Skip to main content
University at Buffalo

UB Today

A publication of the University at Buffalo Alumni Association

Winter 2009





Join the Alumni Association

To read about changes to the UB Today magazine production schedule > click here

To stop receiving the print version and to get e-mail reminders > click here

Or to download a PDF version of this issue > click here

Joe Freedy

Joe Freedy

Former Bulls quarterback models life of service as Catholic priest

Story by Elaine Vitone, with photo by Mark Bolster

Freedy close-up

UB degree BA ’02, communication; Favorite sport basketball.“I just was never any good at it,” he says humbly, “so I had to play football”; His nieces’ nickname for him Frunkle Joe

As the starting quarterback through the Bulls’ first four years in Division 1A, Joe Freedy had it all: accolades from the press, one of the most recognizable faces on campus, and the kind of close friendships you build through working and playing hard together—and, certainly, partying together.

But despite his popularity, Freedy felt a “wound” in his heart.

“Nothing satisfied,” he says. “And then, through prayer, I was able to hear God very slowly and gently inviting me to follow Him in a particular way.”

By fall 2001, the start of his fifth and final year at UB, Freedy had made a decision: He would pursue his vocation to serve as a Roman Catholic priest.

In 2004, Freedy completed a master’s in philosophy for theological studies at Duquesne University and St. Paul Seminary in his hometown of Pittsburgh. From there, Freedy’s bishop sent him to complete the next phase of his priestly formation program—three years of theology—at Pontifical North American College in the Vatican, the site where many U.S. bishops have trained. On June 21, 2008, Freedy’s studies culminated in his ordination at Pittsburgh’s St. Paul Cathedral.

“It’s a gift that I’m very much unworthy of and so grateful for,” says Freedy, who has returned to Rome for more studies, then will join St. Bernadette’s parish near Pittsburgh. However unlikely Freedy’s story might seem, his friends say that, in hindsight, the priesthood fits him perfectly. They talk of his toughness on the field, devotion to his community, strength under pressure and genuine altruism. They recall a born leader who never lost his humility.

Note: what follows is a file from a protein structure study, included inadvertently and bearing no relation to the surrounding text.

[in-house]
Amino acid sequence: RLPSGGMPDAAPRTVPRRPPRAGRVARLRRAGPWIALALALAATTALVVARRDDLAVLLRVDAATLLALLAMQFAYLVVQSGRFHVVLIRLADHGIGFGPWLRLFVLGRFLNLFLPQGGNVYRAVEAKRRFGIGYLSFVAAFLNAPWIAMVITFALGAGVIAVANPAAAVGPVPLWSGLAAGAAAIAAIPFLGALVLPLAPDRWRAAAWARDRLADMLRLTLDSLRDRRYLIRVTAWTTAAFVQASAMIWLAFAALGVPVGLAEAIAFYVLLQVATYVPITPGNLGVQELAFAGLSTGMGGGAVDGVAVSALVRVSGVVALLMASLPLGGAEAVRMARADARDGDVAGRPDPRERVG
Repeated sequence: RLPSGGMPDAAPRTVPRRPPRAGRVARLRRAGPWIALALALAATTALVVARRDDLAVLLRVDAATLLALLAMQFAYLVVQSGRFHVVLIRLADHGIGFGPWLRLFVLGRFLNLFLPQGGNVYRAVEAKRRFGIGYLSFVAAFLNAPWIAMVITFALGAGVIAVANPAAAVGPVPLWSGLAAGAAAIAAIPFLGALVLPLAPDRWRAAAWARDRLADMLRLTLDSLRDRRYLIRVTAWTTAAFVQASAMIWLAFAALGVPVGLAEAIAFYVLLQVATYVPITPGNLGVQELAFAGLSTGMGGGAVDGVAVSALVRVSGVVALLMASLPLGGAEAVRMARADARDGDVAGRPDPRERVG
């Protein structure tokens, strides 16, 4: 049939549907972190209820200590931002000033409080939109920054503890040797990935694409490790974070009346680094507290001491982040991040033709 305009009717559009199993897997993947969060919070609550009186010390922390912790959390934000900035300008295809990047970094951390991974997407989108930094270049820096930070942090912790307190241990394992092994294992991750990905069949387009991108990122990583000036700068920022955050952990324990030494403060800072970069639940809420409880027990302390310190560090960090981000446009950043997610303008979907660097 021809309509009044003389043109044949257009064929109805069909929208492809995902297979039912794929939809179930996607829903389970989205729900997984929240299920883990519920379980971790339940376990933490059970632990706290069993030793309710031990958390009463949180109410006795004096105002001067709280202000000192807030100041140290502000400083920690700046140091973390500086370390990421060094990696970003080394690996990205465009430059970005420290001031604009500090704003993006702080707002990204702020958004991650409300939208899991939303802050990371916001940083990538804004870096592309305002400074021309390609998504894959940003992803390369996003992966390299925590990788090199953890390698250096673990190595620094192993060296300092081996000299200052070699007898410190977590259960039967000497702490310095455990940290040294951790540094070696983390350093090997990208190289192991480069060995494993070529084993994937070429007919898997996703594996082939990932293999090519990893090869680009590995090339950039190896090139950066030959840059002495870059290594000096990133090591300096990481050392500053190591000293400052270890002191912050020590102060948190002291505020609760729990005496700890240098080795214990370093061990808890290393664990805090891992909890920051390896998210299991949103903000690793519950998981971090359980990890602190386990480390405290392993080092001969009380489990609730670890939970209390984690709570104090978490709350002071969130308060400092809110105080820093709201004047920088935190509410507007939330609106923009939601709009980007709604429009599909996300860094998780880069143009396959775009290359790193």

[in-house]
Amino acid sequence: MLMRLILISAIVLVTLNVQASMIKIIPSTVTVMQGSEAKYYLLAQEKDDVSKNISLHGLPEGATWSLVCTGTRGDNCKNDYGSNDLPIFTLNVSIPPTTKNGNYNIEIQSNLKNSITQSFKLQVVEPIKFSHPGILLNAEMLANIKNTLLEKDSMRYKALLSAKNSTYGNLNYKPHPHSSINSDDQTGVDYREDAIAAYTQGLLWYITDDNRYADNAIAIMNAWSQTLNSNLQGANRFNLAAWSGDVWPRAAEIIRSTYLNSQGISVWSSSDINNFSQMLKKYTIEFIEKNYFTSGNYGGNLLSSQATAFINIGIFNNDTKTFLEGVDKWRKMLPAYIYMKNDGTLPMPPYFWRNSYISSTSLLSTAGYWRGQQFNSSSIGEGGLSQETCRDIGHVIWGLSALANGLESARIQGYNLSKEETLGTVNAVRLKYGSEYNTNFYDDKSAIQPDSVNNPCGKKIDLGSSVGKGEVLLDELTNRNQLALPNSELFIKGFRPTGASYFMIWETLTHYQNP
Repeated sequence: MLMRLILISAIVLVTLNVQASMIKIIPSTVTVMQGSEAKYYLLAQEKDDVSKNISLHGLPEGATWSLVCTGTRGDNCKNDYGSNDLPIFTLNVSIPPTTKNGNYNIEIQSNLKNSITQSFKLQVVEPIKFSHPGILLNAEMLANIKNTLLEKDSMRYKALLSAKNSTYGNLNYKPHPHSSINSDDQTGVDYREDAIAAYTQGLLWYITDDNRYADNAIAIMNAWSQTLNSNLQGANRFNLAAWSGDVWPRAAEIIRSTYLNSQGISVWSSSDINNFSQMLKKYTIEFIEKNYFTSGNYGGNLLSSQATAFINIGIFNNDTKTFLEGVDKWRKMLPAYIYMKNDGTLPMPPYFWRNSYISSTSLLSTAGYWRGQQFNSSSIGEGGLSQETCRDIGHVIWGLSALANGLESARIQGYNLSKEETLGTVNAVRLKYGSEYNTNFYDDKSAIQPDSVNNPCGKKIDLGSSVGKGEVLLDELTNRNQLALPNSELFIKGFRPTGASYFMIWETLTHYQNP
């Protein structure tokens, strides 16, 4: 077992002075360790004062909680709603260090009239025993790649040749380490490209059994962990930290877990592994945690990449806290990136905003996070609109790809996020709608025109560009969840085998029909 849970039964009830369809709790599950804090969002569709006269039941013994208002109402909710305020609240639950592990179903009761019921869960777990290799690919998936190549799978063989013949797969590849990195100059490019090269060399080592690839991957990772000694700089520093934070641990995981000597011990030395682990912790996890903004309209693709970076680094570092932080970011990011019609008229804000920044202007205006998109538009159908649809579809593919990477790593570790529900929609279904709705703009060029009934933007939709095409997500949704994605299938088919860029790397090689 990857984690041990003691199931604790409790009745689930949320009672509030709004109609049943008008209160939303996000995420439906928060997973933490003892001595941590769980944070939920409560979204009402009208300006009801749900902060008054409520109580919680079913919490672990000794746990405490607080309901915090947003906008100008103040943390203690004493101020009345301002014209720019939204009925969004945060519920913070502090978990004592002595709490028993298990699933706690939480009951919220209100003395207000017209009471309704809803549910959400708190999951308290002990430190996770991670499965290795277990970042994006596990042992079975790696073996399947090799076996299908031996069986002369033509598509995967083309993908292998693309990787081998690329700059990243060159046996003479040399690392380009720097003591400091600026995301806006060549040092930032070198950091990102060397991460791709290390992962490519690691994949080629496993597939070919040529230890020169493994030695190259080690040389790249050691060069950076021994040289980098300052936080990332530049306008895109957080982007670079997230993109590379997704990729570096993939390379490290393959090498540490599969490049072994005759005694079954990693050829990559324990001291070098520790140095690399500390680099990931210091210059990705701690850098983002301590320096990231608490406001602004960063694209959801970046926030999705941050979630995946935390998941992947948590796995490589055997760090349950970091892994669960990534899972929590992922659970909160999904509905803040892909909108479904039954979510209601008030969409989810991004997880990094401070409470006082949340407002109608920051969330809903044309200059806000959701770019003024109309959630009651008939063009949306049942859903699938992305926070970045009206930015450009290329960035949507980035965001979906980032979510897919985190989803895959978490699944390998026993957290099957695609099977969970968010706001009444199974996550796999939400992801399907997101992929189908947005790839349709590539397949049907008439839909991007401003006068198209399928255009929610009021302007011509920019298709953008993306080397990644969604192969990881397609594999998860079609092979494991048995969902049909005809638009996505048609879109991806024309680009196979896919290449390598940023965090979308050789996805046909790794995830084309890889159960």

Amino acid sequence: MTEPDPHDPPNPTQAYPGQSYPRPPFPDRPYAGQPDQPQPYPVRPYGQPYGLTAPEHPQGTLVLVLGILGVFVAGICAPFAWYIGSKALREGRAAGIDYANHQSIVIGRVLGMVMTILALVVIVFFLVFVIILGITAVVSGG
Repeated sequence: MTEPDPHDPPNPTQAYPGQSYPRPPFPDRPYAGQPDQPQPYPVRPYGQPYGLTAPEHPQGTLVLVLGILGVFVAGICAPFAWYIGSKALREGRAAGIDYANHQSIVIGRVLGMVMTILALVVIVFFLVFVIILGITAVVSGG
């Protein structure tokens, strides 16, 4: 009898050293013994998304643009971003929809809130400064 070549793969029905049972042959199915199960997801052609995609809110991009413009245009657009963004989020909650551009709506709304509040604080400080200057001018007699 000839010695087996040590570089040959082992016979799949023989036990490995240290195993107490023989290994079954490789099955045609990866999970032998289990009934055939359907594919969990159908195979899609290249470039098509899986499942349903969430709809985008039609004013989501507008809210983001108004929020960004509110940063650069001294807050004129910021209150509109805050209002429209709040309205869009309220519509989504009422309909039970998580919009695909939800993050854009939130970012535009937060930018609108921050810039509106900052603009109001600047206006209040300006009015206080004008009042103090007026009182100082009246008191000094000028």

Bill Barba, PhD ’80, a clinical professor and chair of the Department of Educational Leadership and Policy in UB’s Graduate School of Education, was one of more than 20 of Freedy’s friends from UB who attended the ordination. “Joe’s conversion has had a powerful impact on a lot of us,” Barba says.

Now, Freedy leads in much more powerful—and often more subtle—ways than he did in his years as #15. A few years ago, Barba visited Freedy in Rome, and several times, they passed through an underground parking lot that’s known as a safe haven for beggars.

“Joe knew them all by name,” Barba recalls. “It’s all in quiet moments like that. It’s what you do when the spectators and cameras aren’t there.”

UB in the News

Trump?s FEC nominee has questioned the value of disclosing political donors

James Gardner tells The Washington Post that the disclosure of the identity of donors improves the quality of electoral decision-making by informing voters who candidates may be beholden to.

Roger Stone says there would be an ?insurrection? if Trump were impeached. Is he right?

Jacob Neiheisel writes in the Washington Post that, according to his research, large segments of the population appear willing to invest significant resources to pursue or resist the removal of Trump.

Even Liberals can be refugee NIMBYs

Rick Su notes in The Atlantic that, by law, state and local governments can?t refuse to accept refugees altogether. But that doesn?t mean the president cannot find new ways to heed the requests of refugee-averse local governments.

More of UB in the News